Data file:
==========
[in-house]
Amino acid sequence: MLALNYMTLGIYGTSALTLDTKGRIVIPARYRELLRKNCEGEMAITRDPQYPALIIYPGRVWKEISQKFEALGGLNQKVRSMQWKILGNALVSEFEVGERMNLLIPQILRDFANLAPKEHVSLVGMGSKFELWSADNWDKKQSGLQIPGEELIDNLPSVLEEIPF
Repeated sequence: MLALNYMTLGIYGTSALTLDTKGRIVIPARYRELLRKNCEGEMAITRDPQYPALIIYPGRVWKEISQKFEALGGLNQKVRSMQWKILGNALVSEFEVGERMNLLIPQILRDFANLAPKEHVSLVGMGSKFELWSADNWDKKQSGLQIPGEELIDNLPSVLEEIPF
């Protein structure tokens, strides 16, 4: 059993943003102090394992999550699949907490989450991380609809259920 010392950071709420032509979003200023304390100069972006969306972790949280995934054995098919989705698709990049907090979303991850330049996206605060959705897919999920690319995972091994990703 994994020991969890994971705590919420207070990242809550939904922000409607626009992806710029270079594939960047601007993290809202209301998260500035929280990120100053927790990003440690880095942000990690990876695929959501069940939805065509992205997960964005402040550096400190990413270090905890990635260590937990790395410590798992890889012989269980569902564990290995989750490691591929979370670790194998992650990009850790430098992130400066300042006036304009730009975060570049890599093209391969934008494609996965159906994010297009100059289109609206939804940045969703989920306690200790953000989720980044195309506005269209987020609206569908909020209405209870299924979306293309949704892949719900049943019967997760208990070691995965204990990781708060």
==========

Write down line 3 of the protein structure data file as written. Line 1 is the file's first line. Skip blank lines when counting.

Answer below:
Repeated sequence: MLALNYMTLGIYGTSALTLDTKGRIVIPARYRELLRKNCEGEMAITRDPQYPALIIYPGRVWKEISQKFEALGGLNQKVRSMQWKILGNALVSEFEVGERMNLLIPQILRDFANLAPKEHVSLVGMGSKFELWSADNWDKKQSGLQIPGEELIDNLPSVLEEIPF